Democratic and Republican Lawmakers Clash in Congress Over D.C. Statehood Legislation

The push to make Washington D.C. the 51st state reached legislators, and the two parties were as divided as ever over it.

The lengthy debate over statehood for the District of Columbia led to political headbutting Monday in Congress between Democrats who argue for it to pass and Republicans who do not believe it should become the 51st state.
House Oversight and Reform Committee legislators debated the “Washington D.C. Admission Act,” NBC News reported. The bill was introduced in the House by two Democrats, Del. Eleanor Holmes Norton, who represents the district and by Tom Carper of Delaware in the Senate.
“Congress can no longer allow D.C. residents to be sidelined in the democratic process, watching as Congress votes on matters that affect the nation with no say of their own,” said Norton, who noted that her own family has lived in the district without representation for nearly two centuries.
Democratic lawmakers said that Washington residents have unequal status compared to the rest of U.S. citizens because they do not have equal representation in Congress. The city, designated as a Federal District, is under U.S. government jurisdiction and operates as a municipality but does not have the same full authority to govern itself. For example, Congress can vote to overturn an ordinance passed by the Washington D.C. city council.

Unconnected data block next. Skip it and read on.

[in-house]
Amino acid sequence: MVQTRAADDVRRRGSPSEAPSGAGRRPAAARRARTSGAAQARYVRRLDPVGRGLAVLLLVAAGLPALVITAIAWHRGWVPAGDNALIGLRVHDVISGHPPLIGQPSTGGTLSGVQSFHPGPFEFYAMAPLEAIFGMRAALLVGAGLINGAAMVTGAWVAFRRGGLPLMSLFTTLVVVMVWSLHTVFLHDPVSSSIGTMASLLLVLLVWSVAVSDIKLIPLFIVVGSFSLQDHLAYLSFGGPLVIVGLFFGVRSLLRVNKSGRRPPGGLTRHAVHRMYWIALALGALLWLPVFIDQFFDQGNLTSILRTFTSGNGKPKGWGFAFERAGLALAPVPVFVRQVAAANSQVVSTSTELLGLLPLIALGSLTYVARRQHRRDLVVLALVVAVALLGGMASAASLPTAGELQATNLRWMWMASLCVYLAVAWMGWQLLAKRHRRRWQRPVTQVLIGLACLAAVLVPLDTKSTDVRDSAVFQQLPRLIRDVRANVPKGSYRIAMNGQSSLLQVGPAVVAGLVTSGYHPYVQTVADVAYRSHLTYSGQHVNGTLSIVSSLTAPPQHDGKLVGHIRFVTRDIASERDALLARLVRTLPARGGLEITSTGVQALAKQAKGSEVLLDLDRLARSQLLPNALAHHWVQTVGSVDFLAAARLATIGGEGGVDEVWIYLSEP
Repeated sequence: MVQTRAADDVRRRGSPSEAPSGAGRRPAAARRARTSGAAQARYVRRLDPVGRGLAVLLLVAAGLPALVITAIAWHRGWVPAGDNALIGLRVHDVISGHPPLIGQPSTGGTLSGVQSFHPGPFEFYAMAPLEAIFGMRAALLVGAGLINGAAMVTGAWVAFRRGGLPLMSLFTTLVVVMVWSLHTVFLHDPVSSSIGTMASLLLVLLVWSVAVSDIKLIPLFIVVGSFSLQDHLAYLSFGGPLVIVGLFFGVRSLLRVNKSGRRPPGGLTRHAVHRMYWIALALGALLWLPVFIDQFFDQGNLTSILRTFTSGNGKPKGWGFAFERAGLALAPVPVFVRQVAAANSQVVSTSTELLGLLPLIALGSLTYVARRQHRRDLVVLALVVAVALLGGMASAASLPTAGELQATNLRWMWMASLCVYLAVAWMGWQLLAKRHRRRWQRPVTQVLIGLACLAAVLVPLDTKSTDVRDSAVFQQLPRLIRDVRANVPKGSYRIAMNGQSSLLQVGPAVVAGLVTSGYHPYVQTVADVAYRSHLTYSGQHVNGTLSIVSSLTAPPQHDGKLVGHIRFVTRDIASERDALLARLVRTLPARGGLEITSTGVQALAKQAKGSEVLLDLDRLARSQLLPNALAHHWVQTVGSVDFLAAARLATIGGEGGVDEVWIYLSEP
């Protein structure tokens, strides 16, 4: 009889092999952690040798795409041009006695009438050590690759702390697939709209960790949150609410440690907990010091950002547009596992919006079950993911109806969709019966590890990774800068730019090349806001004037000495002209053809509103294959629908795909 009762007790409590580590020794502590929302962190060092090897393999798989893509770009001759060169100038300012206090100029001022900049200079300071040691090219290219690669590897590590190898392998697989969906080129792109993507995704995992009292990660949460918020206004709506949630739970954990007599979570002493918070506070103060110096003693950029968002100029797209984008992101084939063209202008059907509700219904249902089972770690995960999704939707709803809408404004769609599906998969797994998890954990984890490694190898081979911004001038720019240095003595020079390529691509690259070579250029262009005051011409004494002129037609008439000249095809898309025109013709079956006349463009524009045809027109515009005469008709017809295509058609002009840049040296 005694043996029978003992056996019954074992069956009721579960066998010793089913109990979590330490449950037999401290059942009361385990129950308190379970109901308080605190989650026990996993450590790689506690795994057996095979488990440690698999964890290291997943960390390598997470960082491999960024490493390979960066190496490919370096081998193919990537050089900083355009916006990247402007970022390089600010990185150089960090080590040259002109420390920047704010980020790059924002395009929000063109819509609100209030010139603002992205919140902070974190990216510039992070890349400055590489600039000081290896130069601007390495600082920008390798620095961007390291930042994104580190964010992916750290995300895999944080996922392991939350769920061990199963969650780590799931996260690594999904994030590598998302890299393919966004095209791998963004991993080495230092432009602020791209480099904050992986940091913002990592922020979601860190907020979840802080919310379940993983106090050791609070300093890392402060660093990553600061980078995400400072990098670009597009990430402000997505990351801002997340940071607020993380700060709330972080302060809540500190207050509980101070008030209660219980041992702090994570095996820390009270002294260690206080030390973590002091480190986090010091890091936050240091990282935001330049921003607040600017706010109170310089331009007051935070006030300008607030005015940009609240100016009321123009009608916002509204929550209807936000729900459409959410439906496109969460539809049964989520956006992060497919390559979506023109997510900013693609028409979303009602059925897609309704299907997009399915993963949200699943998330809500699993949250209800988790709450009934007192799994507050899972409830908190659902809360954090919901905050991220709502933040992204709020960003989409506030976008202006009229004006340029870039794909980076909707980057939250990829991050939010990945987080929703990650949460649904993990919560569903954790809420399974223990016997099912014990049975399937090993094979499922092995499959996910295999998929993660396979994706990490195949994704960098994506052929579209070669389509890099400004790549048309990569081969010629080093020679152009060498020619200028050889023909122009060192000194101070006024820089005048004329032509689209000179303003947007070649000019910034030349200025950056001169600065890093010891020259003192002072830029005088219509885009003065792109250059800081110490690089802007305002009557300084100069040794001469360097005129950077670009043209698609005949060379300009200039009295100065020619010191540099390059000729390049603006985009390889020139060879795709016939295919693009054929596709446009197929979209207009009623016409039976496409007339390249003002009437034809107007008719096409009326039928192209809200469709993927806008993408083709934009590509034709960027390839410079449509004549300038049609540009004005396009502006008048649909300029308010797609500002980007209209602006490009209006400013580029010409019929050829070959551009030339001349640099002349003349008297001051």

But the generations-long “home rule” effort in the city did loosen those ties somewhat in 1973, when Congress passed the District of Columbia Home Rule Act, giving certain powers to local authorities.
Still, residents, politicians, and activists of the majority African American city have demanded full statehood to put them on an equal political footing with the rest of the country.
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Holmes’ legislation, H.R. 51, would decrease the district's size and rename it Washington, Douglass Commonwealth, in honor of Frederick Douglass.
“All we're looking for is equality with other Americans, especially since we pay the highest federal taxes per capita in the United States," Norton said. "Even when a matter affects only the District of Columbia, everybody can vote on it except the person who represents the District of Columbia."
But Republicans balked at the notion of making D.C. a state, arguing that it would be unconstitutional to do so.
"D.C. statehood is a key part of the radical leftist agenda to reshape America, along with the Green New Deal, defunding the police and packing the U.S. Supreme Court," said Kentucky Rep. James Comer, according to NPR.
Mayor Muriel Bowser, long a proponent of D.C. statehood, brought it up again after the Jan. 6 U.S. Capitol insurrection because  the federal bureaucracy kept  her hands tied when it came time to respond to the danger, testified in Congress Monday, again calling for legislators to get on board with the idea.
“Arguing that Washingtonians must remain disenfranchised to protect the interest of the federal government is dangerous, outdated and downright insulting,” she said.

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